Dorothy Samuels at the New York Times dug into the story that Wasilla charged rape victims for forensic exams and rape kits while Sarah Palin was mayor -- or at least she tried to. Apparently the McCain campaign is stonewalling:
If Ms. Palin ever spoke out about the issue, one way or another, no record has surfaced. Her campaign would not answer questions about when she learned of the policy, strongly supported by the police chief: whether she saw it in the budget and if not, whether she learned of it before or after the State Legislature outlawed the practice.
All the campaign would do was provide a press release pronouncing: "Prevention of domestic violence and sexual assault is a priority for Gov. Palin."
There's more circumstantial evidence that Palin knew of the policy, which Samuels lays out below. You can read her full piece here.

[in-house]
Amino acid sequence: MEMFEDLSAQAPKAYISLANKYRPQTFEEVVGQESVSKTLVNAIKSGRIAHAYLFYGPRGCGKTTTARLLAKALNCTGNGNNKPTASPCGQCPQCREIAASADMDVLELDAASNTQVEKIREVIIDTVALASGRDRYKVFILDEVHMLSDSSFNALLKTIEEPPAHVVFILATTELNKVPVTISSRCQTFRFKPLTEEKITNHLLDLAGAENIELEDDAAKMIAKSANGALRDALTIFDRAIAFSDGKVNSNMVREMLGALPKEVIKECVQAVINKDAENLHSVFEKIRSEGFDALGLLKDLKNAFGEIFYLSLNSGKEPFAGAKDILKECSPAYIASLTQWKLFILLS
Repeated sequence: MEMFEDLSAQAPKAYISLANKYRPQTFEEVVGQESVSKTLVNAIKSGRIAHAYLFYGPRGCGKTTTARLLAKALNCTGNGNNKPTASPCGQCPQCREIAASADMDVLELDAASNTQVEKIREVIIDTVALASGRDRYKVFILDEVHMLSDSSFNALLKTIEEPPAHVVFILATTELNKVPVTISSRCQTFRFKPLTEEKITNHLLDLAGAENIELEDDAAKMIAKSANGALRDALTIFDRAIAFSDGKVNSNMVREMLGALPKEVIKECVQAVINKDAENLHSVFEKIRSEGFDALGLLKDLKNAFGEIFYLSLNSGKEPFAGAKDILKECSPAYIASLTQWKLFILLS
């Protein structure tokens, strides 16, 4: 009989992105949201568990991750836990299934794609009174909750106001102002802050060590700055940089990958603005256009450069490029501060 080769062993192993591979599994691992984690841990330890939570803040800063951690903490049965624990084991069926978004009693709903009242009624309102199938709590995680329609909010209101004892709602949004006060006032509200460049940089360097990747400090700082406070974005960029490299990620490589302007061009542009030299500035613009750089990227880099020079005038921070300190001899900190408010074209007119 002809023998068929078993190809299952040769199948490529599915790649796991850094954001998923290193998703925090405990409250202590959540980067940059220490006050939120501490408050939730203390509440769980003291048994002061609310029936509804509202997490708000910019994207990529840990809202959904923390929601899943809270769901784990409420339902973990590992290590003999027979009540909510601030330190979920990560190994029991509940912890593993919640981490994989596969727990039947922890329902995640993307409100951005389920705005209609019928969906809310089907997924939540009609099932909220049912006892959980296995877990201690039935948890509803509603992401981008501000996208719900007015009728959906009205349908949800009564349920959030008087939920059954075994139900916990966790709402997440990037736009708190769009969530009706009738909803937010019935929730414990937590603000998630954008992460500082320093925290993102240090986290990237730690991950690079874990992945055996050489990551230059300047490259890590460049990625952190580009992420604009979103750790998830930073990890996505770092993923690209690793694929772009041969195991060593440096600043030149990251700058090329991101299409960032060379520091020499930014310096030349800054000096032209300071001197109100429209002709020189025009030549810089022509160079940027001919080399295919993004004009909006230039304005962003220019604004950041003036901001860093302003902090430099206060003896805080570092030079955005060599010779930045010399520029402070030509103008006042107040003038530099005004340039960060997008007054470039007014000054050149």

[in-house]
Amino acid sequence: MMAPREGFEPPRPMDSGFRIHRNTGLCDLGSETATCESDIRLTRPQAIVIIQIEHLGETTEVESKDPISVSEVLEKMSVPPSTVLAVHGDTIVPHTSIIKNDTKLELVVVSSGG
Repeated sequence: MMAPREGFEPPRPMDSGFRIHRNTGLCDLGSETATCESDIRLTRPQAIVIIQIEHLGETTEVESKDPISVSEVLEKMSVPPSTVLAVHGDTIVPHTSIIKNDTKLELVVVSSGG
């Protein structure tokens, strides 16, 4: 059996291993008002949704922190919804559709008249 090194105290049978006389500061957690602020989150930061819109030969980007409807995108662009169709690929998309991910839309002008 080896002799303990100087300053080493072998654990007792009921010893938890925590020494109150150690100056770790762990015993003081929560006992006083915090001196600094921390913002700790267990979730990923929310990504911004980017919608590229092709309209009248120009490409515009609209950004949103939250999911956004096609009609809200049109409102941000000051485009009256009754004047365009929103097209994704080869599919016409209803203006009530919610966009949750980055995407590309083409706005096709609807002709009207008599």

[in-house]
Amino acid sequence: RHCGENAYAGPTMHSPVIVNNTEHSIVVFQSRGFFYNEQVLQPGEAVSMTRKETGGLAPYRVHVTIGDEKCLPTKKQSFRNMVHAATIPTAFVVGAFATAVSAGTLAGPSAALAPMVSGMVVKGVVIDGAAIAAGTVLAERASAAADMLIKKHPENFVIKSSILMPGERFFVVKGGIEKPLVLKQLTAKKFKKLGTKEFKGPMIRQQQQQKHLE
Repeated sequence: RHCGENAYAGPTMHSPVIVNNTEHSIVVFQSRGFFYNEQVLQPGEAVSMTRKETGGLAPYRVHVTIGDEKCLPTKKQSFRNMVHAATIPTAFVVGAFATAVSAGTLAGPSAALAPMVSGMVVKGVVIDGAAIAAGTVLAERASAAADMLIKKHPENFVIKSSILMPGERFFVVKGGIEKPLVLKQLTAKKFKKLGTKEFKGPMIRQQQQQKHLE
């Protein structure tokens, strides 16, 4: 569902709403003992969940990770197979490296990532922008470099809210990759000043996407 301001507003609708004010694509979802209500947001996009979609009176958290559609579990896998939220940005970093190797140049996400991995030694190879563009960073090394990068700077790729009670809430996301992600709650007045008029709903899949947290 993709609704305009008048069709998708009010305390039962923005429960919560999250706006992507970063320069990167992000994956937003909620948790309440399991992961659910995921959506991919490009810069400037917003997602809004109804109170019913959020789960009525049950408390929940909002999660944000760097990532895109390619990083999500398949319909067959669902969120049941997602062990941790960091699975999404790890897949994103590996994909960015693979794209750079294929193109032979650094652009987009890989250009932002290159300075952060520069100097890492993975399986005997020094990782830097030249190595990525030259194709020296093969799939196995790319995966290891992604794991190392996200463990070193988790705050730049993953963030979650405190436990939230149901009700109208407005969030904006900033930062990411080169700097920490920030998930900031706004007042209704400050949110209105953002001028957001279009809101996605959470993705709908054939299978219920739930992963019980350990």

Eric Croft, a former Democratic state lawmaker who sponsored the corrective legislation, believes that Wasilla's mayor knew what was going on. (She does seem to have paid heed to every other detail of town life, including what books were on the library's shelves.)
The local hospital did the billing, but it was the town that set the policy, Mr. Croft noted. That policy was reflected in budget documents that Ms. Palin signed.
Mr. Croft further noted that right after his measure became law, Wasilla's local paper reported that Ms. Palin's handpicked police chief, Charlie Fannon, acknowledged the practice of billing to collect evidence for sexual-assault cases. He complained that the state was requiring the town to spend $5,000 to $14,000 a year to cover the costs. "I just don't want to see any more burden put on the taxpayer," the chief explained.
"I can't imagine any police chief, big city or small, who would take on the entire State Legislature on a bill that passed unanimously and not mention to their mayor that they're doing this," Mr. Croft said. Even if he didn't inform her, the newspaper article would have been hard for her to miss.